Ad-Blocking on Android

Ad-Blocking on Android

Jan 25, 2012

Thanks to Android apps having more permissions than on other platforms, this also means that it’s easier for apps to deliver ads in different ways. Developers can push ads to the notification bar, or even maliciously install app icons that are links to advertisements. While advertising itself is not a bad thing – it helps many developers make money in a challenging environment, and websites such as ours use advertising to help keep things going, and to pay talented writers to keep churning out interesting and informative content. I do not recommend just disabling all ads without enabling them judiciously for services users wish to support. However, advertisements can be intrusive and annoying, which is why many users disable it on their phones.

Thankfully, there are applications that can help detect which apps are serving the most odious of applications, and offer ways to remove them. First, detecting ads can be done through free apps like Addons Detector. What this does is that it detects the kinds of third-party services that installed apps can use: this includes push notification services like Airpush, typical banner ad services like AdMob, social gaming services, and other, non-malicious services. However, this app can’t necessarily remove those services themselves.

Airpush in particular, being one of the most well-known push notification ad services, can be removed either through their Airpush Permanent Opt out app that hypothetically opts out a device from receiving Airpush ads. Apps like Airblocker – Airpush Block can be used to block ads on rooted devices. This is the issue – blocking ads at the server level requires editing the hosts file, which is in the system folder, which requires a rooted device. However, plenty of free solutions exist either in custom roms or on the Android Market to block ads, such as AdFree Android which modifies the hosts file to block ads. While removing ads can improve device performance, it can have the effect of shorting legitimate website owners and app developers of necessary ad revenue, so use these judiciously.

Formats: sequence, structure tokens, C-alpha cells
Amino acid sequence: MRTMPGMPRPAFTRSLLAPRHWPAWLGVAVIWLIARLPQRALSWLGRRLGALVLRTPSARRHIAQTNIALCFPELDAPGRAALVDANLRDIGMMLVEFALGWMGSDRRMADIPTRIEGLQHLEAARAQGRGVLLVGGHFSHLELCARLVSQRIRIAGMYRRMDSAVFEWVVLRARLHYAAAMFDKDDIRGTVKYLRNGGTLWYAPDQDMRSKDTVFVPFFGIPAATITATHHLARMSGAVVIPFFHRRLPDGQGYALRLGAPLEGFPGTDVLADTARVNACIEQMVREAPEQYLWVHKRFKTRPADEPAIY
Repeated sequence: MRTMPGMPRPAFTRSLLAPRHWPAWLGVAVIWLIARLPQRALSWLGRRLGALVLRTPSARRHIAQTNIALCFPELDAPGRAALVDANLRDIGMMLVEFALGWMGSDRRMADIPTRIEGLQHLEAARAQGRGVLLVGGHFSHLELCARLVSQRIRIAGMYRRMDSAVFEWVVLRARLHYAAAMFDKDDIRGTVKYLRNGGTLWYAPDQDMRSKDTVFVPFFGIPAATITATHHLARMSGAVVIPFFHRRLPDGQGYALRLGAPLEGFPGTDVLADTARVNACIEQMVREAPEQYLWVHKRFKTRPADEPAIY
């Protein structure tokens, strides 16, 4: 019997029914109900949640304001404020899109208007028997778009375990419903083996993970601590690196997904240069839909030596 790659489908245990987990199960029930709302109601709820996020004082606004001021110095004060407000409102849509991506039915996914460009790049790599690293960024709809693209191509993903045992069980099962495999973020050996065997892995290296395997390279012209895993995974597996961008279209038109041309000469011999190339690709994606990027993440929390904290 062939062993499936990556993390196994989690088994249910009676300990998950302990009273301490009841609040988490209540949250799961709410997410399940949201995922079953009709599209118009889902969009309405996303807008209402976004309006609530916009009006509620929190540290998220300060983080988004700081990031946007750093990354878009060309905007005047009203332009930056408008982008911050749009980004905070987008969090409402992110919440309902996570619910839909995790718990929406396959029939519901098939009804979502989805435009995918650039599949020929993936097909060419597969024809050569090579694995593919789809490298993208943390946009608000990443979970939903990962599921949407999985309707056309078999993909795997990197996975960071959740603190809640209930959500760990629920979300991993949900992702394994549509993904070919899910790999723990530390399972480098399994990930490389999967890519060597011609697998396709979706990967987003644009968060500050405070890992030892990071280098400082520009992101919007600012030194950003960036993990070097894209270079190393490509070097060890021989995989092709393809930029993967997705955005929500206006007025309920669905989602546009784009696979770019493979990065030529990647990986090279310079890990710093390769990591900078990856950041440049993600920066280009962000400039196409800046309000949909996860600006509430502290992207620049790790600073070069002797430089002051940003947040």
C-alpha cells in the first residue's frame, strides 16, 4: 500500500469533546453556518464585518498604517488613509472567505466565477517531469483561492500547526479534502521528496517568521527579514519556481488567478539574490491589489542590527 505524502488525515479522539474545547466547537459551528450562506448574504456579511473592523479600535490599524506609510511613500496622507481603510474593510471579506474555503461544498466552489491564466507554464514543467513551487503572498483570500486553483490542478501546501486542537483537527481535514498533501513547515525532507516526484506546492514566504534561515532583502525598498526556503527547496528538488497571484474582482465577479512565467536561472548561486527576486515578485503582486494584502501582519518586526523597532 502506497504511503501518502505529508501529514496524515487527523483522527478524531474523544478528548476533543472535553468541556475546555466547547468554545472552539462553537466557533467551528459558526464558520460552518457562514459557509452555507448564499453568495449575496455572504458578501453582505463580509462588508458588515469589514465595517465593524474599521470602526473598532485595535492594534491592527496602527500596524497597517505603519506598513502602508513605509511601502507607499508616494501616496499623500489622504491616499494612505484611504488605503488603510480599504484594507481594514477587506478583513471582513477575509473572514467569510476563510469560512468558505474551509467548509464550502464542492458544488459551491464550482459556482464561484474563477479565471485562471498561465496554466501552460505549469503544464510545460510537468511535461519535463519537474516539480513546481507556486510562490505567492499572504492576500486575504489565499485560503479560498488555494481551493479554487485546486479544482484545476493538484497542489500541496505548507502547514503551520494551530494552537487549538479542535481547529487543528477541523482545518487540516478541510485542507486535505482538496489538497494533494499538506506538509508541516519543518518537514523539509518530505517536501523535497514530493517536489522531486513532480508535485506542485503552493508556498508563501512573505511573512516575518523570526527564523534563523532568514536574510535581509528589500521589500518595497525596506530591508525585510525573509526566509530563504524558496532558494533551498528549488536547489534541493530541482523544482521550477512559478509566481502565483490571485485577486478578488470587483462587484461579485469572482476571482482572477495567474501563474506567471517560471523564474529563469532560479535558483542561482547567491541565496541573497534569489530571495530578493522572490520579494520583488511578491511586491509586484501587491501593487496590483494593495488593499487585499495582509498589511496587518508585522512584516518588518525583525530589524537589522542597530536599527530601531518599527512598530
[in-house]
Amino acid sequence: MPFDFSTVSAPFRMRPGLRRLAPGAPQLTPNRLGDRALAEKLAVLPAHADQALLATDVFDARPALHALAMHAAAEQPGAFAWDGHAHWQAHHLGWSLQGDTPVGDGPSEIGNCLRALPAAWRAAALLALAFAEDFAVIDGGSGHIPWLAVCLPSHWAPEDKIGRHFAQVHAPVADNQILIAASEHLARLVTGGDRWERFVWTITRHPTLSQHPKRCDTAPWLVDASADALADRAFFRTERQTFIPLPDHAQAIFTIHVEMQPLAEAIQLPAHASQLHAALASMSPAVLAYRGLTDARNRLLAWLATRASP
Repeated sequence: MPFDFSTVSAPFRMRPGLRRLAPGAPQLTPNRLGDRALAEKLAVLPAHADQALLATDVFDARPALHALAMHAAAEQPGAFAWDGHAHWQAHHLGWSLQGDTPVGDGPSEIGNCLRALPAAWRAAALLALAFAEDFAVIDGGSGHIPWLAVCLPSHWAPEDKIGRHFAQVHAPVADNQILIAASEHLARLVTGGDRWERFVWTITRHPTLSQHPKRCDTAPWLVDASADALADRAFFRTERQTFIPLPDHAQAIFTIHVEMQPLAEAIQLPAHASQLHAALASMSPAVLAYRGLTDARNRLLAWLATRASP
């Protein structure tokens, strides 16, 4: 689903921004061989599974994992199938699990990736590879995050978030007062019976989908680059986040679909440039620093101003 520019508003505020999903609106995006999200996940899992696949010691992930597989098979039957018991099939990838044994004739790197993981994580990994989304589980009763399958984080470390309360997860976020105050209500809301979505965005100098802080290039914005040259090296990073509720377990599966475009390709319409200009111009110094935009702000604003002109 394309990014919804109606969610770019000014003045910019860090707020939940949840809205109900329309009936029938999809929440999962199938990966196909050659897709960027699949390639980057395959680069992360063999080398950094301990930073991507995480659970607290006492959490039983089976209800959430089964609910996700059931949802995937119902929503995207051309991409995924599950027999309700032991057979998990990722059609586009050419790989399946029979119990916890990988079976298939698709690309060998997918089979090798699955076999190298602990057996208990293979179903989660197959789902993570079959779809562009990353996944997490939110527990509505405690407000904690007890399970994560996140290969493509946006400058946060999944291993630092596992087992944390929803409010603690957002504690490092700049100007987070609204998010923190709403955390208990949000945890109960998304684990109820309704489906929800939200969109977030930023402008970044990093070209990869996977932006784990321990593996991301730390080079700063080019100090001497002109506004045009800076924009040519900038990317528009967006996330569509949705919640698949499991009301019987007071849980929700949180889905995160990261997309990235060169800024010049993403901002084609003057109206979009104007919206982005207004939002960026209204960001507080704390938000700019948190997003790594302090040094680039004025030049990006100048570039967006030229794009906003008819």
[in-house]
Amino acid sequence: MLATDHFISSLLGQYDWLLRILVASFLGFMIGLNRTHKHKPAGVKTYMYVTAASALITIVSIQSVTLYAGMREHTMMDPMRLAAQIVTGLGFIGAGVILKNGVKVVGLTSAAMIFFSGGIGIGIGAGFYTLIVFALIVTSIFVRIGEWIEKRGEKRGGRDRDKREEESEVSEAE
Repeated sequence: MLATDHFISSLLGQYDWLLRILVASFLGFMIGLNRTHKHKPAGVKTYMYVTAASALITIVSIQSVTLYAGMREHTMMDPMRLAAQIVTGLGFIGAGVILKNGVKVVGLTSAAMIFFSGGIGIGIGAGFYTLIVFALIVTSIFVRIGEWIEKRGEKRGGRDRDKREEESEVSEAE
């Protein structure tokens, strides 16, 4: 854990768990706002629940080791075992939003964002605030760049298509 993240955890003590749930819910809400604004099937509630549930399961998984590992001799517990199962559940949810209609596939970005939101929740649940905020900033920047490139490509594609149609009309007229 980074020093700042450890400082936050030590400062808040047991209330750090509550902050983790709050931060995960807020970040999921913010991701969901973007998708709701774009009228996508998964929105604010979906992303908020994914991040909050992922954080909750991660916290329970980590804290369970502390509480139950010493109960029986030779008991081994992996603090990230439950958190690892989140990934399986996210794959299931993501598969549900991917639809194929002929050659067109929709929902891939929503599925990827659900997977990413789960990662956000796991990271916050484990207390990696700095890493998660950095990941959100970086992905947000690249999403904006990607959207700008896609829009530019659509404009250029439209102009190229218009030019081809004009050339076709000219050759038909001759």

Japanese Carrier KDDI Pushes Advertisements to Users’ Phones Through Bloatware

Japanese Carrier KDDI Pushes Advertisements to Users’ Phones Through Bloatware

Jan 24, 2012

Japanese carrier KDDI is offering a particularly nasty proposition to its customers: advertisements in the notification bar, served by difficult-to-remove bloatware. KDDI phones come with their own app store, the au one Market, preinstalled on their phones. This app is then pushing advertisements to the devices as notifications. This isn’t something that can be disabled easily, and the au one Market is not easily removed from these phones. This is obviously an annoyance for many users: notifications are supposed to be notifications about things that are important to the user, not an advertisement served indiscriminately to the user with no relevance. Airpush, which provides similar services to developers looking to monetize their apps, has not been well-received from Android users. It’s gotten to the point where Airpush themselves offer an app to opt out from their ads, though user reviews indicate this is not a perfect solution.

Thankfully, when these users upgrade to Ice Cream Sandwich, this bloatware will be more easily disabled. But then, carriers typically are slow to adopt new versions of Android as upgrades for existing phones. It’s a catch-22 of anti-consumer behavior; hopefully US carriers won’t get any funny ideas from this.